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Wednesday - October 16, 2013

From: Bay Point, CA
Region: California
Topic: Non-Natives, User Comments, Cacti and Succulents, Herbs/Forbs, Trees
Title: Correction of tree name from Bay Point CA
Answered by: Barbara Medford

QUESTION:

The tree should of been Mulberry don't know how it was changed!! Tuesday - October 15, 2013 From: Bay Point, CA Region: California Topic: Non-Natives, Cacti and Succulents, Trees Title: Non-native jade plants and spider plants beneath Mayberry tree in Bay Point CA Answered by: Barbara Medford QUESTION: I have a fruitless Mayberry in my back yard that's about 50/50' can I plant jade and spider plants under it? The tree is very healthy. ANSWER: We went to our Native Plant Database and searched on "Mayberry." We got this webpage on Vaccinium elliottii (Elliott's blueberry) (follow that link to see what information we have.) Actually we have very little information on that plant, not even any pictures in our Image Gallery. So, we Googled on "Mayberry" and found this article from Floridata on a plant by that name. From that article:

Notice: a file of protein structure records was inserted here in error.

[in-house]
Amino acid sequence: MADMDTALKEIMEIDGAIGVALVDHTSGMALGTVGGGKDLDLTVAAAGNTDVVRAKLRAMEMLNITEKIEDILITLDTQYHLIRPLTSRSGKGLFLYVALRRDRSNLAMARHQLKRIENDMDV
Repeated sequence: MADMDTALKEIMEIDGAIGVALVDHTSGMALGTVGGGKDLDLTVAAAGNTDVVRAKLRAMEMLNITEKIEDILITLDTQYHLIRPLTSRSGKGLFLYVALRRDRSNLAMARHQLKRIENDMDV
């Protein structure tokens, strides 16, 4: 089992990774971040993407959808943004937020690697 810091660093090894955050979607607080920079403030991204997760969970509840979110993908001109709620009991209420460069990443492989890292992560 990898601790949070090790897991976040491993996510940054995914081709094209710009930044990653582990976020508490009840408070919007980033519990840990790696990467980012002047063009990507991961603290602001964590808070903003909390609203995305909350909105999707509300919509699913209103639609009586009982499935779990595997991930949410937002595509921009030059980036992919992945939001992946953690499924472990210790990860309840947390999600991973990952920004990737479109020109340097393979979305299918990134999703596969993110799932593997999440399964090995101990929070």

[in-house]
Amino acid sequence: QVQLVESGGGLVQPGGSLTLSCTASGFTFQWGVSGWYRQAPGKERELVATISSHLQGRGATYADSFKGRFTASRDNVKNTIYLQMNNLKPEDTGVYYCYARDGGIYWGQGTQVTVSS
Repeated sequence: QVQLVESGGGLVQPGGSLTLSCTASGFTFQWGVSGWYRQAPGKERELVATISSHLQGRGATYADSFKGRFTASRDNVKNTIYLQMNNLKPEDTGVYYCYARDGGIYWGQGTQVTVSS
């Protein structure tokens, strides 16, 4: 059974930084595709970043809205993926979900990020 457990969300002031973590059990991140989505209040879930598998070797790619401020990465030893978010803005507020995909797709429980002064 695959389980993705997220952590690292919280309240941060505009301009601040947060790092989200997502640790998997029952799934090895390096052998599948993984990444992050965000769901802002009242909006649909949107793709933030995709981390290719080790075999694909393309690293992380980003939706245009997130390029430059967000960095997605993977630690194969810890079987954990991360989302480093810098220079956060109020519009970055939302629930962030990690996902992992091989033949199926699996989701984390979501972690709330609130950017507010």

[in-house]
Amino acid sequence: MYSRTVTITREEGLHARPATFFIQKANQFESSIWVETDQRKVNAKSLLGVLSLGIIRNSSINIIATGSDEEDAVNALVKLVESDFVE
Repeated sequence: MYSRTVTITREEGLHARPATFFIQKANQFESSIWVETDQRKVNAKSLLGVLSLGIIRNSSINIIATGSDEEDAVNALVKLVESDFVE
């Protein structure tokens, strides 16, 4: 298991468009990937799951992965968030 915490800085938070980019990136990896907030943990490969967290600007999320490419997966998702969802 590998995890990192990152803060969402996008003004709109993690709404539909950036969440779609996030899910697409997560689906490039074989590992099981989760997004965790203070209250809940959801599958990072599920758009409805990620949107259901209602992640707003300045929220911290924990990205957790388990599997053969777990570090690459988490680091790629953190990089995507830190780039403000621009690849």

ANSWER:

Sorry, that's the only tree name we couldn't think of. Morus rubra (Red mulberry) is native to California and since you already have it growing in your garden, you obviously need no help with that. However, knowing the tree is native doesn't help with the rest of your question. Here were our comments on jade and spider plant:

"Since we are not making much progress on the tree you have asked about, we will look at the plants you wish to plant beneath it, whatever it is. Jade plant, Crassula ovata, is a succulent native to South Africa and most commonly used as a houseplant. Spider plant, Chlorophytum comosum, is native to tropical and southern Africa, also usually used as a houseplant.

The Lady Bird Johnson Wildflower Center, home of Mr. Smarty Plants, is committed to the growth, propagation and protection of plants native not only to North America but to the area in which they are to be grown; in your case, Contra Costa Co., CA. None of the plants you asked about are native to North America, so we can't really help you."

As we noted, both of those plants are considered houseplants and, since we have no information on them in our Native Plant Database, we have no way of knowing if they would do well outside under a tree.

 

 

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